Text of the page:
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DOYLE, Robert Keith Bennett, AC

DOYLE, Robert Keith Bennett, AC

Former Lord Mayor of Melbourne and leader of the Victorian Liberal Party, Robert Doyle was first educated at Myrtleford State School before winning a scholarship and attending as a boarder at the Geelong College from 1966 to 1971.

At Geelong College he was a member of the 1st Tennis VIII of 1970, the 1st Football XVIII in 1971 and participated as a member of the Music, Debating, Pegasus and PFA committees. After leaving school he studied at Monash University graduating in 1977 and returning to Geelong College as a teacher in 1978. As a staff member, he taught English became Head of Keith House in 1981 and edited the School Magazine Pegasus in 1979 and 1980. In 1982, he returned to Melbourne to continue teaching firstly at Lauriston Girls’ School and later at Scotch College, Melbourne.

In 1992, he was elected to the Victorian Legislative Assembly as the Member for Malvern when the Liberal Party under Jeff Kennett defeated Joan Kirner at the Victorian State Election. In 1996, Doyle became Parliamentary Secretary for Human Services. Following the defeat of the Kennett government at the 1999 State Election Doyle became Opposition Health Spokesman and in 2002 shortly before the State Election became leader of the Victorian Liberal Party. Although the Liberal Party lost the election, Doyle remained the leader until, in 2006 acknowledging his declining support, he resigned from both the leadership position and, in November of 2006, from Parliament. In 2007, he became Chairman of Melbourne Health, the group that operates the Royal Melbourne Hospital. In 2008 and 2012, he was elected Lord Mayor of Melbourne. He resigned from that position in early 2018.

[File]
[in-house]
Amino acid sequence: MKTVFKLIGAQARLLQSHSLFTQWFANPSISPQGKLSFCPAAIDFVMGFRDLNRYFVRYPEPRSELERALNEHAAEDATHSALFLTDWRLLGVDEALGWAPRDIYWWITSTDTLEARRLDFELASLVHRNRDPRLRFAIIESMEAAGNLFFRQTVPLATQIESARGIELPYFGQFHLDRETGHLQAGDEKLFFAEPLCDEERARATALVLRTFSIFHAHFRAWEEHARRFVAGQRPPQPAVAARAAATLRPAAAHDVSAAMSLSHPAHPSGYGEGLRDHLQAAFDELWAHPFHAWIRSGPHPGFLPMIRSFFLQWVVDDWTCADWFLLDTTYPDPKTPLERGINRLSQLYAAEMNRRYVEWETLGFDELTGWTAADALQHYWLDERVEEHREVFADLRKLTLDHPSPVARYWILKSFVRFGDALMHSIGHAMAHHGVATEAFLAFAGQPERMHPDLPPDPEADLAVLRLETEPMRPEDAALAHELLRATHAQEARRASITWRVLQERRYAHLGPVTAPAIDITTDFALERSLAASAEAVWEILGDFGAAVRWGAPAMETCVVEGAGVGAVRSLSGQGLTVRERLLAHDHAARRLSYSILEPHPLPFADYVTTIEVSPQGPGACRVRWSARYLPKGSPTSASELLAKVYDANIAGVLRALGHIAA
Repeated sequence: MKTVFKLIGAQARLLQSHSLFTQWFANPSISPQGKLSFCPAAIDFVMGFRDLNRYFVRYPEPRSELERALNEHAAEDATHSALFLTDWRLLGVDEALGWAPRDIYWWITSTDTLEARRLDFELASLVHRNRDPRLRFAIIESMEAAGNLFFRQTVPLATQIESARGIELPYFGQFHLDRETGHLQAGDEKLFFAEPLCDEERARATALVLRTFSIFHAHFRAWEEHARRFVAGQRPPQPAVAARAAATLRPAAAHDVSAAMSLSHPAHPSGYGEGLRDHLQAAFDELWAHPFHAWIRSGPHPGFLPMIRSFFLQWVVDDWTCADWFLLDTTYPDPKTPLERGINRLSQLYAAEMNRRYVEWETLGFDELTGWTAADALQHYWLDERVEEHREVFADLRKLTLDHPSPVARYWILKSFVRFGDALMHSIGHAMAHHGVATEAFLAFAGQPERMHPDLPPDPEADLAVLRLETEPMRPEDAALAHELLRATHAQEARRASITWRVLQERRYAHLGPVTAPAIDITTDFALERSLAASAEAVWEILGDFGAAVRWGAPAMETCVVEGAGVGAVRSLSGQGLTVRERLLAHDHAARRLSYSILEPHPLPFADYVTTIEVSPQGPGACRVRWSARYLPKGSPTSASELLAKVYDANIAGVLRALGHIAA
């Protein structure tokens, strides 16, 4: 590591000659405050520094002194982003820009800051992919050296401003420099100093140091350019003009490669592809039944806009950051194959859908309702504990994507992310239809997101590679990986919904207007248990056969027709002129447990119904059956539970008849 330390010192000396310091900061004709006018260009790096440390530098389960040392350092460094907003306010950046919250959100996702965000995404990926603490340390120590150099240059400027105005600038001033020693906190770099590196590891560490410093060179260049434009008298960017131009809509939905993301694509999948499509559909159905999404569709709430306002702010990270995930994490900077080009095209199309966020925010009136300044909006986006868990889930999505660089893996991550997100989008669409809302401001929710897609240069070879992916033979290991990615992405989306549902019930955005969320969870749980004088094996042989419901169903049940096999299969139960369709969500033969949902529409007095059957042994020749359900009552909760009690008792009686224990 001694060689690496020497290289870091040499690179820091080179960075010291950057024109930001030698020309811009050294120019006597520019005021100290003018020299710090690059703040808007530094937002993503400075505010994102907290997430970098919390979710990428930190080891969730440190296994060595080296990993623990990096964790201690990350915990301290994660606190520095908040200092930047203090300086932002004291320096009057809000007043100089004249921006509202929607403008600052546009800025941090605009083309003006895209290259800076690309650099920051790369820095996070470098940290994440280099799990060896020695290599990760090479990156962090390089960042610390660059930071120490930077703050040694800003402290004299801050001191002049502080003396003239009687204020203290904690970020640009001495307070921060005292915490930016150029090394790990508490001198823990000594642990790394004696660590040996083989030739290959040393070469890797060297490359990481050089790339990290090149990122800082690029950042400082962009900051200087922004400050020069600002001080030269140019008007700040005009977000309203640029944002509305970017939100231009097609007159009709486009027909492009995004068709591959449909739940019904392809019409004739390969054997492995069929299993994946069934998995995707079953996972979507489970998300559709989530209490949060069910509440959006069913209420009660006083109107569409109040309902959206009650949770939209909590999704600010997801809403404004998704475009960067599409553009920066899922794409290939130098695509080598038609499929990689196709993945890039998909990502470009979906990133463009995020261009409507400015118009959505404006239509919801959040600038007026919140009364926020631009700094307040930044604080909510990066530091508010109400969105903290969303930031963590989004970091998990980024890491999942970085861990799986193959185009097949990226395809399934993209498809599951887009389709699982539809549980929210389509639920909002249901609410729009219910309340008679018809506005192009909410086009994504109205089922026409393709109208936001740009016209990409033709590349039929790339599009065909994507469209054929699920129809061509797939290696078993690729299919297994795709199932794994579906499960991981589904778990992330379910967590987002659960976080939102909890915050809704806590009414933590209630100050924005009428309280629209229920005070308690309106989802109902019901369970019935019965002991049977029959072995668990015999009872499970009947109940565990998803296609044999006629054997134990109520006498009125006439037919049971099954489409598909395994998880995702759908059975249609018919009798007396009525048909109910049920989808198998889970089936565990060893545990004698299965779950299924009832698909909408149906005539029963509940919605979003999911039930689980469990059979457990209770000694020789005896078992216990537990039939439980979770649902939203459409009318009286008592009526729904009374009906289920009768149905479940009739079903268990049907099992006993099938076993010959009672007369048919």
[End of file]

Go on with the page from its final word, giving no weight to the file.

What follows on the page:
His service to the comunity was honoured in the Queen's Birthday awards of June 2017 when he was appointed a Companion (AC) in the General Division of the Order of Australia 'for eminent service to the people of Melbourne through roles in local government, to the Parliament of Victoria, particularly in the areas of health and public administration, and to the community as a supporter of youth, social welfare and medical research foundations.'

Service details from the Governor-General's award website.:

Local Government:
Lord Mayor, City of Melbourne, since 2008; President, Lord Mayor's Charitable Foundation, since 2008.
Member, United Nations Advisory Committee of Local Authorities, 2012-2014. Advisory Committee Member, World Economic Forum, (Davos), since 2016.

Parliament of Victoria:
Member for Malvern,1992-2006; Leader of the Opposition, 2002-2006; Shadow Minister for Health, 1999-2002; Parliamentary Secretary for Human Services, 1996-1999; Member, Crime Prevention Committee, 1992-1995.

Chairman, Melbourne Health, since 2007; Chairman, Royal Melbourne Hospital Foundation, since 2007; Chair, 'Working Party on Trauma and Emergency Services', Victoria, 1997.
Ex-officio Member, Cancer Council Victoria, since 2008. Trustee, Shrine of Remembrance, since 2008.
Honorary President, Melbourne Region Scouts Association, since 2010. Member, United Nations Advisory Committee of Local Authorities, since 2011. Board Member, Plumbing Industry Climate Action Centre, since 2011.

Odyssey House, since 2004; SecondBite, since 2009; Field of Women, since 2010; White Ribbon Day Foundation, since 2009; Juvenile Diabetes Research Foundation, since 2010.

Principal, Nous Group, since 2006.
Group Master and Teacher, Scotch College, 1985-1992; Department Head and Teacher, Lauriston Girls' School, 1982-1984; Teacher and House Master, Geelong College, 1978- 1981.

Awards and recognition includes:
Recipient, Inaugural C40 and Siemens Climate Leadership Awards, City of Melbourne, Leadership Award for Energy Efficient Built Environment, London UK, 2013.
Fellow, Monash University, since 2010.
Commonwealth Fellow, Al Merito on el Exterior (Chile), 2011. Honorary Professor, Tianjin Medical University, (China), 2011.
Recipient, Distinguished Public Service Award, Anti-Defamation Committee, 2017. Recipient, Doctor of Laws (honoris causa), Monash University, 2016.

Sources: Pegasus, 1978 p46; Portrait of Geelong College, 1979 p58; Geelong Times 14 Feb 2001; Herald Sun (Melb) 21 August 2002; The Age (Melb) 22 Sep 2012; OGC 1968.

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